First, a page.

For elementary school students, Kaufman-Scarborough said, it is important for parents to recognize that younger students may not have had homework in the past or very little of it.

For high school students, carving out a specific time and space for homework is a good way for teens to complete their tasks.

“Video games, computers and distractions on the TV … there can be a good deal of interference,” Kaufman-Scarborough said. “Set expectations; homework has to happen before X, Y and Z. Everyone has to respect the person with homework.”

The most important tip for parents, she said, is to set the groundwork for homework and sleep routines prior to the start of school.

“Time management is setting the groundwork. It’s harder to implement the importance of homework when you’re three weeks into the semester,” Kaufman-Scarborough said.

Another suggestion for students is to practice waking up at the new, earlier time a week or so in advance.

“Rearranging the body clock is a shock the first week,” Vitella said. “The first week is a big week of adjustment and practicing makes it easier.”

It is also important that students know what to expect on the first day of school. Many districts often welcome students for a tour or plan orientation events prior to the big first day.

Officials at the Lenape Regional High School District host various events prior to the start of school, to ease freshmen in to the transition and give them the opportunity to meet staff and students from other towns who are new to them.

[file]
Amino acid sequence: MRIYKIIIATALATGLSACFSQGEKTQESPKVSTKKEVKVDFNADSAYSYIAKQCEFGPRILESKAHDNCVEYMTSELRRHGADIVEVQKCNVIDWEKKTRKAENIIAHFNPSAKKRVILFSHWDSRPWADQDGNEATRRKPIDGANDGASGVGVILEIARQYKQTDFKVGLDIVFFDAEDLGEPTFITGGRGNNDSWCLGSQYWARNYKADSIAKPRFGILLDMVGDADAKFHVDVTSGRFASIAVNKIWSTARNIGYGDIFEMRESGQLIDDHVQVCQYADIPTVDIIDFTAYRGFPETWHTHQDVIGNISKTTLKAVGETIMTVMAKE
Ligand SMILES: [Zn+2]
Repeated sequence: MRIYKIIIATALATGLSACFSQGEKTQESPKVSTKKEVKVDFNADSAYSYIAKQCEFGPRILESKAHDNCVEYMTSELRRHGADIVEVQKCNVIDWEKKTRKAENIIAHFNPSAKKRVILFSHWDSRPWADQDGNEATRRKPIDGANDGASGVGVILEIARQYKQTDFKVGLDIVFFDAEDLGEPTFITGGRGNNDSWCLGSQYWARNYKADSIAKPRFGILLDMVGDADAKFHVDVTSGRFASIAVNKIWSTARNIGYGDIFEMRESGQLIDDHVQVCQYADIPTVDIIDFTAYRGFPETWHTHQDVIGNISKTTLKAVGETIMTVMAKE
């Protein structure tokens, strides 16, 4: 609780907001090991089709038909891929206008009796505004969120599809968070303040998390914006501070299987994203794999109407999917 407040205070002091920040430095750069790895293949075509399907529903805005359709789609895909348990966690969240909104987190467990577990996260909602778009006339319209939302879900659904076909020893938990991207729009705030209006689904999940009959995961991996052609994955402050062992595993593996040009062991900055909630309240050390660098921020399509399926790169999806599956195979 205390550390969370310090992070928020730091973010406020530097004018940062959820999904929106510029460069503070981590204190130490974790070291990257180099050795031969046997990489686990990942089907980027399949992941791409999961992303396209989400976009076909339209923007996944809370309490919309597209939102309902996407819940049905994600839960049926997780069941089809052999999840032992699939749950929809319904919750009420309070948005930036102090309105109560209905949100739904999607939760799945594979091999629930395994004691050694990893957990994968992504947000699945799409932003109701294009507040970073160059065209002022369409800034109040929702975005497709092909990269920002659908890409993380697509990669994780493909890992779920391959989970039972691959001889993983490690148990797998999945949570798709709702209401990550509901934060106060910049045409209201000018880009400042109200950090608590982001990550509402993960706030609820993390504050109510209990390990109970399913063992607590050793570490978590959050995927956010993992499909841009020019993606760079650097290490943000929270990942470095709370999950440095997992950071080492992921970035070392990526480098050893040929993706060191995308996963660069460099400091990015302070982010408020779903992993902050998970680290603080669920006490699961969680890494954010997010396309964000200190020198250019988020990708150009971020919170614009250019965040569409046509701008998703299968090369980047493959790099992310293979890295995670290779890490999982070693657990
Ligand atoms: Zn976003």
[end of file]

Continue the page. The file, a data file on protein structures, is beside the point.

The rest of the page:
And for upperclassmen, the school offers SAT prep programs and essay writing workshops to help students know what to expect at the next academic level.

“Elementary, as well as high school students are both susceptible to having anxiety about returning to school. For example, incoming ninth grade students could be anxious about being in a new, larger school. We try to ease these anxieties by allowing them to come into the building before school starts,” Assistant Superintendent Carol Birnbohm said.

“Upperclassmen may be anxious about their post-secondary plans. All of these (programs) are designed to support our students to help them feel they can succeed on standardized assessments or get accepted to the college they want to attend.”

Parents, too, can play a large part in easing the back to school fears many students of all ages have. Birnbohm said parents should be particularly aware of how their children are feeling about going back to school just prior to starting.

“If a teen is extremely anxious about returning to school, we urge parents to call their child’s school counselor to discuss their anxieties to determine what the school personnel can do for their child,” Birnbohm said. “Parents can also help make their teen feel comfortable by making sure they have all the supplies they need to begin the school year, or will get them as soon as their supply list is made available.”

For younger students, recognizing any back-to-school fears they may have and talking about them together can be beneficial for both parent and child.

“Transitions are a natural part of life, and for young children especially, they can be quite a challenge. As parents, we can do a lot to ease their anxiety, and make experiences such as going back to school, actually positive, growth moments,” Waterfield said.

Many educators agree that keeping an open dialogue between teens, parents and teachers is also crucial to a successful transition back to school.

“Communication is the key, no matter what the age of the child, to starting the school year successfully. Parents should discuss any apprehensions their child may have for the upcoming school year with their teen,” Birnbohm said. “Parents should also let their teen know that teachers, school counselors and administrators are there to help.”